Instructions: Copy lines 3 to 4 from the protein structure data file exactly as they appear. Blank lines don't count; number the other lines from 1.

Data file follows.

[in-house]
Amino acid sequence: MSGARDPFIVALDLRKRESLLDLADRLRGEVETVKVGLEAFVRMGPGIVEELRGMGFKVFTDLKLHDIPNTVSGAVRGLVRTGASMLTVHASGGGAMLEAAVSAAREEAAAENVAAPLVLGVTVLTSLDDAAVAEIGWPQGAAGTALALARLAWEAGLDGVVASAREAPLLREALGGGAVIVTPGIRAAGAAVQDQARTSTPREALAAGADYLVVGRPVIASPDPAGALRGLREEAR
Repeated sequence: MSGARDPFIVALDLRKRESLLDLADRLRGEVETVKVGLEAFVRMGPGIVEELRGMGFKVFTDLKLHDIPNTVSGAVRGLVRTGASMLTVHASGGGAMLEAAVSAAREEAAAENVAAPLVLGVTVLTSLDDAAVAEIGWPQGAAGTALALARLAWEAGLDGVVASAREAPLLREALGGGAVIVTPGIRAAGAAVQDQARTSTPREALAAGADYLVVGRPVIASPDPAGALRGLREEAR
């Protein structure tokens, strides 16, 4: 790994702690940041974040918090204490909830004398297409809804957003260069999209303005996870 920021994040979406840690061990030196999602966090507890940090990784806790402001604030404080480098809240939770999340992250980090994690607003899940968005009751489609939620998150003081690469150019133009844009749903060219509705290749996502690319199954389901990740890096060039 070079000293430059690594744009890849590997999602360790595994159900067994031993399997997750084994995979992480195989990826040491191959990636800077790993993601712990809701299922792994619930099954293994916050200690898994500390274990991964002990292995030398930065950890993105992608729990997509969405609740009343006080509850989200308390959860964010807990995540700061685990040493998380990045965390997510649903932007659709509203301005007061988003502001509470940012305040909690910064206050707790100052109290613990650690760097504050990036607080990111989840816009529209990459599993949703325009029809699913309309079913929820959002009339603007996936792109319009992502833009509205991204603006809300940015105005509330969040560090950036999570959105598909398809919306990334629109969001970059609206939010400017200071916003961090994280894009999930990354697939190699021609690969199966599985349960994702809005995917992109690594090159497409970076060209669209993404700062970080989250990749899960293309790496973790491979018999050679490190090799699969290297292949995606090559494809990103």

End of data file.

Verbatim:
Repeated sequence: MSGARDPFIVALDLRKRESLLDLADRLRGEVETVKVGLEAFVRMGPGIVEELRGMGFKVFTDLKLHDIPNTVSGAVRGLVRTGASMLTVHASGGGAMLEAAVSAAREEAAAENVAAPLVLGVTVLTSLDDAAVAEIGWPQGAAGTALALARLAWEAGLDGVVASAREAPLLREALGGGAVIVTPGIRAAGAAVQDQARTSTPREALAAGADYLVVGRPVIASPDPAGALRGLREEAR
């Protein structure tokens, strides 16, 4: 790994702690940041974040918090204490909830004398297409809804957003260069999209303005996870 920021994040979406840690061990030196999602966090507890940090990784806790402001604030404080480098809240939770999340992250980090994690607003899940968005009751489609939620998150003081690469150019133009844009749903060219509705290749996502690319199954389901990740890096060039 070079000293430059690594744009890849590997999602360790595994159900067994031993399997997750084994995979992480195989990826040491191959990636800077790993993601712990809701299922792994619930099954293994916050200690898994500390274990991964002990292995030398930065950890993105992608729990997509969405609740009343006080509850989200308390959860964010807990995540700061685990040493998380990045965390997510649903932007659709509203301005007061988003502001509470940012305040909690910064206050707790100052109290613990650690760097504050990036607080990111989840816009529209990459599993949703325009029809699913309309079913929820959002009339603007996936792109319009992502833009509205991204603006809300940015105005509330969040560090950036999570959105598909398809919306990334629109969001970059609206939010400017200071916003961090994280894009999930990354697939190699021609690969199966599985349960994702809005995917992109690594090159497409970076060209669209993404700062970080989250990749899960293309790496973790491979018999050679490190090799699969290297292949995606090559494809990103």